The Stoics’ ethical teaching is based on two principles developed in physics – the principle that all things are governed by an absolute law, and the fact that humans are inherently reasoned. They emphasized virtues such as reason, courage, and temperance as the basis of good action and behavior. In order to practice the Stoic virtues, an individual must exercise mindfulness and select rational actions.
The Stoics were a group of Greek philosophers who sought to reduce the emotional hold on the mind. They did so by using logic, discipline, and meditation. They also stressed objectivity, a quality that we all possess. Their founder, Zeno of Citium, studied Cynic philosophy and learned from the great Cynic philosopher Crates of Thebes. The Stoics were highly influential in the political world of the ancient world.
The Stoics believed that the world has a purpose and that all things are in their right place. This way, the universe is harmonious and moves through cycles of phases. They believed that humans, too, were rational and social. Ultimately, everything ends up in a conflagration. The Stoics’ beliefs have been influential for more than 2,000 years, and their philosophy is still relevant today.
The Stoics also reject the idea that mere cognition is knowledge. Although they accept that we have cognitive impressions, these are merely individual facts, they are not knowledge. To be truly knowledgeable, one must act logically, regardless of one’s emotions. In other words, true knowledge requires secure, firm cognition, and a whole of cognitions. Weak assent constitutes ignorance.
The Stoics were ridiculed for their views on emotions. While they do not advocate the suppression of feelings, Stoics do believe that we are capable of cultivating good feelings, which are distinguished from their negative counterparts. Positive feelings are accompanied by correct judgment. They include joy, kindness, and warmth. It is the ability to discern right from wrong and allow ourselves to experience good feelings.
Indifference to indifferent things
The Stoics believed in the indifference to indifferent things, but they did not regard indifferent things as a source of value or normative justification. Instead, they believed that value is derived only from rational order, expressed in the cosmos and human dispositions. Though these beliefs are incompatible with the Academic tradition, they can be used to explain the principles of Stoic ethics.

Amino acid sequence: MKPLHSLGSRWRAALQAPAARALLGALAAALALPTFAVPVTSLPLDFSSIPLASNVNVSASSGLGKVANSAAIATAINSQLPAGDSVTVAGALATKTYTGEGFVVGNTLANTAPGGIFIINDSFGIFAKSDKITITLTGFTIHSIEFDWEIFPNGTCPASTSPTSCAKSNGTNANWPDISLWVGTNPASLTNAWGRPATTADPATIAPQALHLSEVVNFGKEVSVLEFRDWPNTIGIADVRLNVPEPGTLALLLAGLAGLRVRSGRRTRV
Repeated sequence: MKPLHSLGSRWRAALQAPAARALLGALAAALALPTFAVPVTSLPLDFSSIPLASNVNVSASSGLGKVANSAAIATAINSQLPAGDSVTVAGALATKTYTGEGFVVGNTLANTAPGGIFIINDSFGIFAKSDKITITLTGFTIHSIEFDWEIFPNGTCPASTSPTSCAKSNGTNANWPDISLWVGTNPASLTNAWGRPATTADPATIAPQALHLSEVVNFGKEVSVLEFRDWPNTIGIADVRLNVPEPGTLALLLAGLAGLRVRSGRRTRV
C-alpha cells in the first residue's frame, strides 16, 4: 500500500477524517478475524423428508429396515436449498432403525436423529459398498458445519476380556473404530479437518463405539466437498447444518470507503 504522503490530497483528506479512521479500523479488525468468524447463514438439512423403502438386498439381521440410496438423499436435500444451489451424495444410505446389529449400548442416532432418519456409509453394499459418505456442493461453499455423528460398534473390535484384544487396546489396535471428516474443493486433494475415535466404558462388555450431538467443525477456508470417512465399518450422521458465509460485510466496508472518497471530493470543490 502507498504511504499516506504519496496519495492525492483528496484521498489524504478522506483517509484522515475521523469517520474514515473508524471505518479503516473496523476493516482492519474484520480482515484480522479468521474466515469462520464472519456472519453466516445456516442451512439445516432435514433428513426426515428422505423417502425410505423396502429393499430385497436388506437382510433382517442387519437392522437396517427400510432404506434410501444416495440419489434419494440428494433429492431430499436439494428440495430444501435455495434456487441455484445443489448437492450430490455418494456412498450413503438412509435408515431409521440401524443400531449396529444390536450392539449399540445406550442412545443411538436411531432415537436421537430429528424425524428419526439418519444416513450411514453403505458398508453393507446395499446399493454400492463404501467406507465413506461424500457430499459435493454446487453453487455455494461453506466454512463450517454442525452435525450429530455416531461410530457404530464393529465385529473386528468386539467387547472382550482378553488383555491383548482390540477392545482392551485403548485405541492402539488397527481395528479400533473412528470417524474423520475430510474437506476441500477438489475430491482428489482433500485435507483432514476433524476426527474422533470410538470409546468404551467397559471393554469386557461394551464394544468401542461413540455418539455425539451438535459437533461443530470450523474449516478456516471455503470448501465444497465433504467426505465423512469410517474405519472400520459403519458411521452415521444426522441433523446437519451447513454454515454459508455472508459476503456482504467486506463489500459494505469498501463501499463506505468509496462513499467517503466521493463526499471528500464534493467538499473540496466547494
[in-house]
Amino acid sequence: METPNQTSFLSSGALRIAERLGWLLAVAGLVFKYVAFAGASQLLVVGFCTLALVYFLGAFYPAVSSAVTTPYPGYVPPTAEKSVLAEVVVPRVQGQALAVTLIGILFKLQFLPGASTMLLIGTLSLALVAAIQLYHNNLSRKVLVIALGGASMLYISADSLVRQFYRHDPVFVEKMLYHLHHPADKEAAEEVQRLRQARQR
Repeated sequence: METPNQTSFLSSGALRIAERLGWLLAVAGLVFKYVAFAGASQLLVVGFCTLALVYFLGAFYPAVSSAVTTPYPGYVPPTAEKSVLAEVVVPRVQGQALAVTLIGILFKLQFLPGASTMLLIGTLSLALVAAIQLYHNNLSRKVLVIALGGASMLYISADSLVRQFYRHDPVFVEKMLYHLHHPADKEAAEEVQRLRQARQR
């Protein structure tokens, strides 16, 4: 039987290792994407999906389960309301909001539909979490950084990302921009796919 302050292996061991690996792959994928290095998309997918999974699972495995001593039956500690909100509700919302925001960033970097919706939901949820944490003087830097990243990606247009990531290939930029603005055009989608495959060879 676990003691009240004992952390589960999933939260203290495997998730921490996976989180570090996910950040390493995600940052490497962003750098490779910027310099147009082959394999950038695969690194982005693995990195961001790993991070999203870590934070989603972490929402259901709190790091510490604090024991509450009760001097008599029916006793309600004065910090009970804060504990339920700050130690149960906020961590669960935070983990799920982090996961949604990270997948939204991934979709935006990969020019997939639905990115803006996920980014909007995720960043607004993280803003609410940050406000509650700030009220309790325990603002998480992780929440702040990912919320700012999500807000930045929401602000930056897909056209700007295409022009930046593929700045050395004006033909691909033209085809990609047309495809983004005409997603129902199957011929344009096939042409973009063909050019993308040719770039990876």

The Stoics believed in good, bad, and indifferent things. They classified good indifferents as preferred, while bad indifferents were dispreferred. The Stoics aimed to live a life of harmony, in which no one has to live a miserable life. By studying the virtues and disliking bad ones, we can better understand why the Stoics considered indifference to indifferent things so important.
Indifference to indifferent things was the third of the Stoics’ main beliefs. The Stoics believed that happiness was better than poverty, and health over wealth. While stoics do not completely reject emotions, they do strive to live in a way that is honorable, even when undergoing hardship. In their pursuit of happiness, they would never sacrifice their virtues for friendship.
Despite their stance on indifference to indifferent things, they did not consider these factors as a means to change the world. They argued that people should not judge things by the way they feel. They must instead use reason instead of emotion to make the best decisions for themselves. This attitude is not easy to implement in practice, but they do work for us in the end.
The Stoics’ principle of indifference was derived from the Socratic school of cynicism. According to the Stoics, a good life is a virtue and other so-called goods should be treated as indifference. Those who live virtuously could still live in eudaimonia, while those who are not virtuous can be corrupted by external things. This means that the limit of happiness lies within the virtuous individual.
The Stoics had many subclasses of indifferents. Health, in particular, was considered a virtue, while illness was viewed as an indifferent thing. They also used the concept of adiaphora to describe a person’s attitude toward indifferent things. The Stoics had many technical terms for these things, and in the ancient world, they were used to describe health as something of positive value.